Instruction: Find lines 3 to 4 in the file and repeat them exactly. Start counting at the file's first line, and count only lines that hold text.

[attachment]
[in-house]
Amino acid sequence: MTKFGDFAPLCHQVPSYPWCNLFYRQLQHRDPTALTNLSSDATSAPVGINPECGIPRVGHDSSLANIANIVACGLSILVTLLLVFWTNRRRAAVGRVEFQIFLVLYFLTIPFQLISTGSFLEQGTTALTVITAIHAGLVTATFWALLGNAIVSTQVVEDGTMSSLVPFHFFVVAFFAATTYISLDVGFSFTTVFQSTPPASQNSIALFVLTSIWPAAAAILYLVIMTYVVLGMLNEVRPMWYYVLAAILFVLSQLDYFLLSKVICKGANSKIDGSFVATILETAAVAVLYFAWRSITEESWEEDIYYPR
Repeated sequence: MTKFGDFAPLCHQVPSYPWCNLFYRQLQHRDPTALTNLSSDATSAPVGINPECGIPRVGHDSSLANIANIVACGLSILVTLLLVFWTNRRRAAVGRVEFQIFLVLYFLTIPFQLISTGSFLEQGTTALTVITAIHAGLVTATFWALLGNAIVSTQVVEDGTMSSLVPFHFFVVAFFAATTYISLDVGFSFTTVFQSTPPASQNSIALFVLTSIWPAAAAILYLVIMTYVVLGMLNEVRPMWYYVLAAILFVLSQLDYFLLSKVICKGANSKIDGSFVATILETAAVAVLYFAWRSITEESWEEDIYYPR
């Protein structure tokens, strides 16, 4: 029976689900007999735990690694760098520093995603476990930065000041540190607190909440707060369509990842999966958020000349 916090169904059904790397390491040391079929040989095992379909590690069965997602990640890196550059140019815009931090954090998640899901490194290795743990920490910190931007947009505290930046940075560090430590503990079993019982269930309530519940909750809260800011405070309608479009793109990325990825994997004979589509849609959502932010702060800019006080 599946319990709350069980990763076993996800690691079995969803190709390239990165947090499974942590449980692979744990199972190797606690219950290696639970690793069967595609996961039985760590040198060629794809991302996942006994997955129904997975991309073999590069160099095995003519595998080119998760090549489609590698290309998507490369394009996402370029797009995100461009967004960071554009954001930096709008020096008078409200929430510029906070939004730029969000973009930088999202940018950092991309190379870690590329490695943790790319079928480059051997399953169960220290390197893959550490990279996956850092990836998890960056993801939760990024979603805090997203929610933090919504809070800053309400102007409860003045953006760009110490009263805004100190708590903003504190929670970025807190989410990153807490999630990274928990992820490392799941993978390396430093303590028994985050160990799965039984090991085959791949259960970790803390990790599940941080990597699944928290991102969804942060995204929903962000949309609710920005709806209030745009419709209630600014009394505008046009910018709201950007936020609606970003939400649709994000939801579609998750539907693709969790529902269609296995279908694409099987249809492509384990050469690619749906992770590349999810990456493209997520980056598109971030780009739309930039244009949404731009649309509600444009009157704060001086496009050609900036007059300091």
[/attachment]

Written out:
Repeated sequence: MTKFGDFAPLCHQVPSYPWCNLFYRQLQHRDPTALTNLSSDATSAPVGINPECGIPRVGHDSSLANIANIVACGLSILVTLLLVFWTNRRRAAVGRVEFQIFLVLYFLTIPFQLISTGSFLEQGTTALTVITAIHAGLVTATFWALLGNAIVSTQVVEDGTMSSLVPFHFFVVAFFAATTYISLDVGFSFTTVFQSTPPASQNSIALFVLTSIWPAAAAILYLVIMTYVVLGMLNEVRPMWYYVLAAILFVLSQLDYFLLSKVICKGANSKIDGSFVATILETAAVAVLYFAWRSITEESWEEDIYYPR
């Protein structure tokens, strides 16, 4: 029976689900007999735990690694760098520093995603476990930065000041540190607190909440707060369509990842999966958020000349 916090169904059904790397390491040391079929040989095992379909590690069965997602990640890196550059140019815009931090954090998640899901490194290795743990920490910190931007947009505290930046940075560090430590503990079993019982269930309530519940909750809260800011405070309608479009793109990325990825994997004979589509849609959502932010702060800019006080 599946319990709350069980990763076993996800690691079995969803190709390239990165947090499974942590449980692979744990199972190797606690219950290696639970690793069967595609996961039985760590040198060629794809991302996942006994997955129904997975991309073999590069160099095995003519595998080119998760090549489609590698290309998507490369394009996402370029797009995100461009967004960071554009954001930096709008020096008078409200929430510029906070939004730029969000973009930088999202940018950092991309190379870690590329490695943790790319079928480059051997399953169960220290390197893959550490990279996956850092990836998890960056993801939760990024979603805090997203929610933090919504809070800053309400102007409860003045953006760009110490009263805004100190708590903003504190929670970025807190989410990153807490999630990274928990992820490392799941993978390396430093303590028994985050160990799965039984090991085959791949259960970790803390990790599940941080990597699944928290991102969804942060995204929903962000949309609710920005709806209030745009419709209630600014009394505008046009910018709201950007936020609606970003939400649709994000939801579609998750539907693709969790529902269609296995279908694409099987249809492509384990050469690619749906992770590349999810990456493209997520980056598109971030780009739309930039244009949404731009649309509600444009009157704060001086496009050609900036007059300091």